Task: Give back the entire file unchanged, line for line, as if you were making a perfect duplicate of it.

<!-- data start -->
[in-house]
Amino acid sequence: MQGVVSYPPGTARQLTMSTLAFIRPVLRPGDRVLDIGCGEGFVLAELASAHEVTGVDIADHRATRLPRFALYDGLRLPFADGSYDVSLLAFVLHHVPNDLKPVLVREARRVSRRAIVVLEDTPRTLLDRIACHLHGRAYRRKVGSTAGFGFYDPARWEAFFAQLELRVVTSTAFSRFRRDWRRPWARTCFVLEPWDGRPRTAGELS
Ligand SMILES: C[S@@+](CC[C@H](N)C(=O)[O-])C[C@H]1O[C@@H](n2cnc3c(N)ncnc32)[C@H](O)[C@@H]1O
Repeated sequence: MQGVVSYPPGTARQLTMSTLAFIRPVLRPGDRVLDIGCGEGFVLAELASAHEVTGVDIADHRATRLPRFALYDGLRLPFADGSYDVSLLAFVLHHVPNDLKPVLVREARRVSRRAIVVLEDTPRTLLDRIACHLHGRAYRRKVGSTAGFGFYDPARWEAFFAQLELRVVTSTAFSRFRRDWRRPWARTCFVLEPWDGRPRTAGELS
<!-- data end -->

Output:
[in-house]
Amino acid sequence: MQGVVSYPPGTARQLTMSTLAFIRPVLRPGDRVLDIGCGEGFVLAELASAHEVTGVDIADHRATRLPRFALYDGLRLPFADGSYDVSLLAFVLHHVPNDLKPVLVREARRVSRRAIVVLEDTPRTLLDRIACHLHGRAYRRKVGSTAGFGFYDPARWEAFFAQLELRVVTSTAFSRFRRDWRRPWARTCFVLEPWDGRPRTAGELS
Ligand SMILES: C[S@@+](CC[C@H](N)C(=O)[O-])C[C@H]1O[C@@H](n2cnc3c(N)ncnc32)[C@H](O)[C@@H]1O
Repeated sequence: MQGVVSYPPGTARQLTMSTLAFIRPVLRPGDRVLDIGCGEGFVLAELASAHEVTGVDIADHRATRLPRFALYDGLRLPFADGSYDVSLLAFVLHHVPNDLKPVLVREARRVSRRAIVVLEDTPRTLLDRIACHLHGRAYRRKVGSTAGFGFYDPARWEAFFAQLELRVVTSTAFSRFRRDWRRPWARTCFVLEPWDGRPRTAGELS